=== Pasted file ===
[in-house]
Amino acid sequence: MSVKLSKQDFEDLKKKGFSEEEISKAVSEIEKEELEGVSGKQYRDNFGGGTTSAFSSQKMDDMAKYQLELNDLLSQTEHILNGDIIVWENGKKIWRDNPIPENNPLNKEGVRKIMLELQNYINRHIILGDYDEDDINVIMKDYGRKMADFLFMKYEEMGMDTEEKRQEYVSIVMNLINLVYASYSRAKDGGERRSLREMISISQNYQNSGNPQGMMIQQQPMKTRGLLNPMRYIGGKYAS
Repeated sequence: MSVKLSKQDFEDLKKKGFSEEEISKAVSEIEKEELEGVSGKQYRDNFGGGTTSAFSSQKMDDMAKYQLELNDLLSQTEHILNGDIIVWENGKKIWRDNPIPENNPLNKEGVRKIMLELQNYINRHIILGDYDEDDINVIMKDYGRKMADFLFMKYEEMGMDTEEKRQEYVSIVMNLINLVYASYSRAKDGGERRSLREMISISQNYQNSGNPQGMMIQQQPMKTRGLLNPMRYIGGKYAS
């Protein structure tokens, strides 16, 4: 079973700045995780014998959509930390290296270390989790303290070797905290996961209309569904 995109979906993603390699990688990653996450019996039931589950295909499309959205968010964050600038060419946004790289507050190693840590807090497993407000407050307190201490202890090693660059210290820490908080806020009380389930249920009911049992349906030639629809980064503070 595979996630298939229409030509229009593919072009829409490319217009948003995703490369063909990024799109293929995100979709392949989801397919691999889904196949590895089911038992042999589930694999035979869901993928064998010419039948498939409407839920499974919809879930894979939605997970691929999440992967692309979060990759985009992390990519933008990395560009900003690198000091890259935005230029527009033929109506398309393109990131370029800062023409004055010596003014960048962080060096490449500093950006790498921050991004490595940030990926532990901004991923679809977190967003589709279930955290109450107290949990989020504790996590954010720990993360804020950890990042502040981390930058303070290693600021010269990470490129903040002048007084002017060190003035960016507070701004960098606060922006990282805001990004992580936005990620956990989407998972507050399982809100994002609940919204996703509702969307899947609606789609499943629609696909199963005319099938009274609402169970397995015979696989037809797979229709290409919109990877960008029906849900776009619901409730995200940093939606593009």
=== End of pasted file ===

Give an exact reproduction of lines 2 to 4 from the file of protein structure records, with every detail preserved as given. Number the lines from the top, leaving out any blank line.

Amino acid sequence: MSVKLSKQDFEDLKKKGFSEEEISKAVSEIEKEELEGVSGKQYRDNFGGGTTSAFSSQKMDDMAKYQLELNDLLSQTEHILNGDIIVWENGKKIWRDNPIPENNPLNKEGVRKIMLELQNYINRHIILGDYDEDDINVIMKDYGRKMADFLFMKYEEMGMDTEEKRQEYVSIVMNLINLVYASYSRAKDGGERRSLREMISISQNYQNSGNPQGMMIQQQPMKTRGLLNPMRYIGGKYAS
Repeated sequence: MSVKLSKQDFEDLKKKGFSEEEISKAVSEIEKEELEGVSGKQYRDNFGGGTTSAFSSQKMDDMAKYQLELNDLLSQTEHILNGDIIVWENGKKIWRDNPIPENNPLNKEGVRKIMLELQNYINRHIILGDYDEDDINVIMKDYGRKMADFLFMKYEEMGMDTEEKRQEYVSIVMNLINLVYASYSRAKDGGERRSLREMISISQNYQNSGNPQGMMIQQQPMKTRGLLNPMRYIGGKYAS
């Protein structure tokens, strides 16, 4: 079973700045995780014998959509930390290296270390989790303290070797905290996961209309569904 995109979906993603390699990688990653996450019996039931589950295909499309959205968010964050600038060419946004790289507050190693840590807090497993407000407050307190201490202890090693660059210290820490908080806020009380389930249920009911049992349906030639629809980064503070 595979996630298939229409030509229009593919072009829409490319217009948003995703490369063909990024799109293929995100979709392949989801397919691999889904196949590895089911038992042999589930694999035979869901993928064998010419039948498939409407839920499974919809879930894979939605997970691929999440992967692309979060990759985009992390990519933008990395560009900003690198000091890259935005230029527009033929109506398309393109990131370029800062023409004055010596003014960048962080060096490449500093950006790498921050991004490595940030990926532990901004991923679809977190967003589709279930955290109450107290949990989020504790996590954010720990993360804020950890990042502040981390930058303070290693600021010269990470490129903040002048007084002017060190003035960016507070701004960098606060922006990282805001990004992580936005990620956990989407998972507050399982809100994002609940919204996703509702969307899947609606789609499943629609696909199963005319099938009274609402169970397995015979696989037809797979229709290409919109990877960008029906849900776009619901409730995200940093939606593009």